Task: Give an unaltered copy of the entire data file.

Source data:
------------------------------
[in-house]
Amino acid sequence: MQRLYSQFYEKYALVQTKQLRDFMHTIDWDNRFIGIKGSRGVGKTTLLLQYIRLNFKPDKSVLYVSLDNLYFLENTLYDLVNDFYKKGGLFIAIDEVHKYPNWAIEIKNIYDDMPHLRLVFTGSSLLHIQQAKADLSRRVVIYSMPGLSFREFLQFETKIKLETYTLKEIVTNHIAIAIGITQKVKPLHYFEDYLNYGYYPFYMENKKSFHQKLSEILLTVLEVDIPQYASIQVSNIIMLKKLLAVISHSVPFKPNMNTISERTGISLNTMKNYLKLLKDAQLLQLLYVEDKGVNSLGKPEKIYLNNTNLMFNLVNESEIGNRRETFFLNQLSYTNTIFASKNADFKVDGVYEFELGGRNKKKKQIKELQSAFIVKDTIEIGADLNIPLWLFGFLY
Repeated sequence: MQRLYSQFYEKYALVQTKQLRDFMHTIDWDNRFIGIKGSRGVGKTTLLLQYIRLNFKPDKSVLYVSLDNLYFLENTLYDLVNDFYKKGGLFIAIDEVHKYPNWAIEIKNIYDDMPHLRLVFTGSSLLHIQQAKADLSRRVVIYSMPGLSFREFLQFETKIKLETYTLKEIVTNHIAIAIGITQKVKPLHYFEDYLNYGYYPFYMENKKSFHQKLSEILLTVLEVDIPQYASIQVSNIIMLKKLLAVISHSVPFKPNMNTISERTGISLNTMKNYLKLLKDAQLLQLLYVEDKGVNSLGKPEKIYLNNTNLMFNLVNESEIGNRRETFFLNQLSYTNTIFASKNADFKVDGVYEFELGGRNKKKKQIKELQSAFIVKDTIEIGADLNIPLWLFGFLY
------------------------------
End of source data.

[in-house]
Amino acid sequence: MQRLYSQFYEKYALVQTKQLRDFMHTIDWDNRFIGIKGSRGVGKTTLLLQYIRLNFKPDKSVLYVSLDNLYFLENTLYDLVNDFYKKGGLFIAIDEVHKYPNWAIEIKNIYDDMPHLRLVFTGSSLLHIQQAKADLSRRVVIYSMPGLSFREFLQFETKIKLETYTLKEIVTNHIAIAIGITQKVKPLHYFEDYLNYGYYPFYMENKKSFHQKLSEILLTVLEVDIPQYASIQVSNIIMLKKLLAVISHSVPFKPNMNTISERTGISLNTMKNYLKLLKDAQLLQLLYVEDKGVNSLGKPEKIYLNNTNLMFNLVNESEIGNRRETFFLNQLSYTNTIFASKNADFKVDGVYEFELGGRNKKKKQIKELQSAFIVKDTIEIGADLNIPLWLFGFLY
Repeated sequence: MQRLYSQFYEKYALVQTKQLRDFMHTIDWDNRFIGIKGSRGVGKTTLLLQYIRLNFKPDKSVLYVSLDNLYFLENTLYDLVNDFYKKGGLFIAIDEVHKYPNWAIEIKNIYDDMPHLRLVFTGSSLLHIQQAKADLSRRVVIYSMPGLSFREFLQFETKIKLETYTLKEIVTNHIAIAIGITQKVKPLHYFEDYLNYGYYPFYMENKKSFHQKLSEILLTVLEVDIPQYASIQVSNIIMLKKLLAVISHSVPFKPNMNTISERTGISLNTMKNYLKLLKDAQLLQLLYVEDKGVNSLGKPEKIYLNNTNLMFNLVNESEIGNRRETFFLNQLSYTNTIFASKNADFKVDGVYEFELGGRNKKKKQIKELQSAFIVKDTIEIGADLNIPLWLFGFLY